Maiko Schaffrath 35:41
Hmm. And do you have some examples for businesses that do that particularly well? Because there are already some. For a lot of mainstream entrepreneurs, they look up to Amazon and Jeff Bezos, and to Google founders, and Elon Musk. Elon Musk may be in that space, but [are] there some role models or examples of companies that do this particularly well?
Neil Malhotra 36:04
I think the ones that have scaled really well or just ones to look out for, I mean, there's a company that was founded at Stanford, d.light, which did African solar, and I think that was a really nice one, because it helped the economics of the people in the region, the safety of the people, and the environmental emissions. Kiva, I've always admired that company a lot, just because of how much it scales. So many of these nonprofits are like, "Oh, okay, we could reach 100 homeless people," "We did one shelter," or, "We can do one charter school," and they're just so difficult to scale. I mean, Kiva is just very magnificent, because of just how much it scales and having that platform. So, yeah, I think they're definitely role models, and I think part of these great role models is that they really thought about, "How do I scale impact, not just scale my organization?"
Maiko Schaffrath 37:06
Great. Yeah. We had Jessica Jackley, the founder of Kiva, on the podcast a while ago, and she's working on a new startup in the education and charity space actually right now, which is super exciting, and I think it's a great role model, definitely in terms of Kiva also just really scaling this space of microloans and access to capital. Absolutely amazing. One more theme that I'm excited to talk about or I'm interested to talk about a bit more is, do you feel like there [are] certain sectors within social entrepreneurship that are overhyped, like certain ideas or problems that loads of entrepreneurs seem to want to solve, but are actually maybe not that impactful? Versus what are underhyped spaces and sectors within social entrepreneurship? Do you see some patterns where everybody seems to want to solve this one problem, but there's this obvious one that nobody really has interest in? Do you see that?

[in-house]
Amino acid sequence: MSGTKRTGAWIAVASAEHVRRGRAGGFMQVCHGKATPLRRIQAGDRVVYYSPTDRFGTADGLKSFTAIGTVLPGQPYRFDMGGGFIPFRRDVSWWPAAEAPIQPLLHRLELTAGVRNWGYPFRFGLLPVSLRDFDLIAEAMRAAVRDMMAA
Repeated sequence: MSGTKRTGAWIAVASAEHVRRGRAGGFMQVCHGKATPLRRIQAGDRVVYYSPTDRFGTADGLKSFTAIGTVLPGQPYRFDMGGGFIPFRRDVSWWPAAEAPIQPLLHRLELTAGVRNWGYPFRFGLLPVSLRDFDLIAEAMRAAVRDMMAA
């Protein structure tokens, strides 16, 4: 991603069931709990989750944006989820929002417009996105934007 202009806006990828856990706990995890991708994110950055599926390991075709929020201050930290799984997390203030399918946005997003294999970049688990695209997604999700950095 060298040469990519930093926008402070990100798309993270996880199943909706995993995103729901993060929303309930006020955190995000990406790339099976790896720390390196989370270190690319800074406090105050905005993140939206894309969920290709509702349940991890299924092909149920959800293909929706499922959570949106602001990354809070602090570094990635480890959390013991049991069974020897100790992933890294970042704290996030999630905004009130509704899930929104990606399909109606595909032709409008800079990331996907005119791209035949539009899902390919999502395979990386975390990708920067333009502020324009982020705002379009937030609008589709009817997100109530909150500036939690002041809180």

Neil Malhotra 38:11
Yeah, I look at the US a lot and developed economies. I think developing economies could be very different, so I just want to caveat that, but a lot of this is, where in the chain of someone's life does something go wrong? And so, I actually think a very overhyped sector that a lot of money has been poured into, including from Amazon, is EdTech. I think a lot of these things are on the margin. The impact is not measured all that well, and they seem to not address the real systematic issues in education. Whereas I think things that are actually underinvested is in healthcare. I actually think more should be done in that space, and I think a lot of our problems with education, poverty, etc., stem through healthcare issues, especially early in someone's life. And I think that another very underinvested area is housing, because I think that is one of the early aspects of where someone's life can go wrong if they don't have stable housing. That's just my personal belie, but that's what I've noticed.
Maiko Schaffrath 39:32
Starting with the basic needs in Maslow's pyramid of hierarchy of needs, which will unlock more levels for people, right?
Neil Malhotra 39:43
I think it's a really nice way to put it. I think there's underinvestments in the base of the Maslow hierarchy and overinvestment in some of the higher parts of the pyramid.
Maiko Schaffrath 39:53
Got it. Amazing. What do you think does the future hold for social innovation and social entrepreneurship? First of all, where do you think things are moving? And where would you like things to move? Is everything moving in the right direction? Where are we going in the next, let's say, 10 years?